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Figure.  Clinical Practice Guideline (CPG) Used for Suspected and Confirmed Complicated Appendicitis
Clinical Practice Guideline (CPG) Used for Suspected and Confirmed Complicated Appendicitis

POD7 indicates postoperative day 7. To convert white blood cell count to ×109/L, multiply by 0.001.

Table 1.  Demographic Characteristics, Clinical Data at the Time of Presentation, Imaging Use and Findings, and Operative Findingsa
Demographic Characteristics, Clinical Data at the Time of Presentation, Imaging Use and Findings, and Operative Findingsa
Table 2.  Clinical Practice Guidelines Adherence by Operating Surgeon
Clinical Practice Guidelines Adherence by Operating Surgeon
Table 3.  Resource Use by CPG Status
Resource Use by CPG Status
Table 4.  Patient Outcomes
Patient Outcomes
1.
Anderson  JE, Bickler  SW, Chang  DC, Talamini  MA.  Examining a common disease with unknown etiology: trends in epidemiology and surgical management of appendicitis in California, 1995-2009.  World J Surg. 2012;36(12):2787-2794.PubMedGoogle ScholarCrossref
2.
Dunn  J. Appendicitis. In: Coran  A, ed.  Pediatric Surgery. Philadelphia, PA: Saunders; 2012:1255-1263.
3.
Agency for Health Care Research and Quality. HCUP Kids’ Inpatient Database. http://hcupnet.ahrq.gov/. Published 2012. Accessed November 26, 2014.
4.
Keren  R, Luan  X, Localio  R,  et al; Pediatric Research in Inpatient Settings (PRIS) Network.  Prioritization of comparative effectiveness research topics in hospital pediatrics.  Arch Pediatr Adolesc Med. 2012;166(12):1155-1164.PubMedGoogle ScholarCrossref
5.
Rice-Townsend  S, Barnes  JN, Hall  M, Baxter  JL, Rangel  SJ.  Variation in practice and resource utilization associated with the diagnosis and management of appendicitis at freestanding children’s hospitals: implications for value-based comparative analysis.  Ann Surg. 2014;259(6):1228-1234.PubMedGoogle ScholarCrossref
6.
Rice-Townsend  S, Hall  M, Barnes  JN, Baxter  JK, Rangel  SJ.  Hospital readmission after management of appendicitis at freestanding children’s hospitals: contemporary trends and financial implications.  J Pediatr Surg. 2012;47(6):1170-1176.PubMedGoogle ScholarCrossref
7.
Fraser  JD, Aguayo  P, Leys  CM,  et al.  A complete course of intravenous antibiotics vs a combination of intravenous and oral antibiotics for perforated appendicitis in children: a prospective, randomized trial.  J Pediatr Surg. 2010;45(6):1198-1202.PubMedGoogle ScholarCrossref
8.
St Peter  SD, Tsao  K, Spilde  TL,  et al.  Single daily dosing ceftriaxone and metronidazole vs standard triple antibiotic regimen for perforated appendicitis in children: a prospective randomized trial.  J Pediatr Surg. 2008;43(6):981-985.PubMedGoogle ScholarCrossref
9.
Myers  AL, Williams  RF, Giles  K,  et al.  Hospital cost analysis of a prospective, randomized trial of early vs interval appendectomy for perforated appendicitis in children.  J Am Coll Surg. 2012;214(4):427-434.PubMedGoogle ScholarCrossref
10.
Lee  SL, Islam  S, Cassidy  LD, Abdullah  F, Arca  MJ; 2010 American Pediatric Surgical Association Outcomes and Clinical Trials Committee.  Antibiotics and appendicitis in the pediatric population: an American Pediatric Surgical Association Outcomes and Clinical Trials Committee systematic review.  J Pediatr Surg. 2010;45(11):2181-2185.PubMedGoogle ScholarCrossref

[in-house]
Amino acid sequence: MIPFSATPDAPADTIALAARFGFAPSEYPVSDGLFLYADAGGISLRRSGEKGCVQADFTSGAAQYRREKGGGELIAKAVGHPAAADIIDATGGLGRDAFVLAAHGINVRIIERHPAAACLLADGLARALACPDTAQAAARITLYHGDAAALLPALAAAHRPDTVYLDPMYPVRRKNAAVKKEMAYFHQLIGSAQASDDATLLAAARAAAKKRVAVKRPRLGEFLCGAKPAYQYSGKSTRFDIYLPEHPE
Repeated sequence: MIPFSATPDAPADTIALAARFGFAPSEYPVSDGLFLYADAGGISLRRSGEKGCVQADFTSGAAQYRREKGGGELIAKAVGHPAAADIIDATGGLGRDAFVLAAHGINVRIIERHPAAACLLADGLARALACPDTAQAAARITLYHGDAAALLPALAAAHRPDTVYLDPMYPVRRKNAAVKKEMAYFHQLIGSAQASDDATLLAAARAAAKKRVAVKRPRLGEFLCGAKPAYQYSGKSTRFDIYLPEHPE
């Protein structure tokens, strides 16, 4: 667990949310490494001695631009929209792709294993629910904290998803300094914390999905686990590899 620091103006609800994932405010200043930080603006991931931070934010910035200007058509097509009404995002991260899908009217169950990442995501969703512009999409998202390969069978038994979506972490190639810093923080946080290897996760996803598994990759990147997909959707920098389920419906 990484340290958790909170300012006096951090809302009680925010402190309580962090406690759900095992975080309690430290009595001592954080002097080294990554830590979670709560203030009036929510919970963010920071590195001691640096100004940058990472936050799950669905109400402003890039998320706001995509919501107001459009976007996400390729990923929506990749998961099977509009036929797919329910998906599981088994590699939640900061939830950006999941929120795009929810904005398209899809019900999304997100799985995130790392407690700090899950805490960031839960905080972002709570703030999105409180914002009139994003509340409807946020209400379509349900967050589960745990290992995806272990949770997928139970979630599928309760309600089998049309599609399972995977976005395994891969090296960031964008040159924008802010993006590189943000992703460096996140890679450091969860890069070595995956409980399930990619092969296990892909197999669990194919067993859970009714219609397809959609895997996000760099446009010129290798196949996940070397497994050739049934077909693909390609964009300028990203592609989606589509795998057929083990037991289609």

11.
Nadler  EP, Gaines  BA; Therapeutic Agents Committee of the Surgical Infection Society.  The Surgical Infection Society guidelines on antimicrobial therapy for children with appendicitis.  Surg Infect (Larchmt). 2008;9(1):75-83.PubMedGoogle ScholarCrossref
12.
Muehlstedt  SG, Pham  TQ, Schmeling  DJ.  The management of pediatric appendicitis: a survey of North American pediatric surgeons.  J Pediatr Surg. 2004;39(6):875-879.PubMedGoogle ScholarCrossref
13.
Russell  WS, Schuh  AM, Hill  JG,  et al.  Clinical practice guidelines for pediatric appendicitis evaluation can decrease computed tomography utilization while maintaining diagnostic accuracy.  Pediatr Emerg Care. 2013;29(5):568-573.PubMedGoogle ScholarCrossref
14.
Slusher  J, Bates  CA, Johnson  C, Williams  C, Dasgupta  R, von Allmen  D.  Standardization and improvement of care for pediatric patients with perforated appendicitis.  J Pediatr Surg. 2014;49(6):1020-1024.PubMedGoogle ScholarCrossref
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Institute of Medicine. Clinical practice guidelines we can trust. http://www.nap.edu/read/13058/chapter/2#4. Accessed February 5, 2015.
16.
St Peter  SD, Aguayo  P, Fraser  JD,  et al.  Initial laparoscopic appendectomy versus initial nonoperative management and interval appendectomy for perforated appendicitis with abscess: a prospective, randomized trial.  J Pediatr Surg. 2010;45(1):236-240.PubMedGoogle ScholarCrossref
17.
Blakely  ML, Williams  R, Dassinger  MS,  et al.  Early vs interval appendectomy for children with perforated appendicitis.  Arch Surg. 2011;146(6):660-665.PubMedGoogle ScholarCrossref
18.
Goldin  AB, Sawin  RS, Garrison  MM, Zerr  DM, Christakis  DA.  Aminoglycoside-based triple-antibiotic therapy versus monotherapy for children with ruptured appendicitis.  Pediatrics. 2007;119(5):905-911.PubMedGoogle ScholarCrossref
19.
Harris  PA, Taylor  R, Thielke  R, Payne  J, Gonzalez  N, Conde  JG.  Research electronic data capture (REDCap)–a metadata-driven methodology and workflow process for providing translational research informatics support.  J Biomed Inform. 2009;42(2):377-381.PubMedGoogle ScholarCrossref
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Saito  JM, Chen  LE, Hall  BL,  et al.  Risk-adjusted hospital outcomes for children’s surgery.  Pediatrics. 2013;132(3):e677-e688.PubMedGoogle ScholarCrossref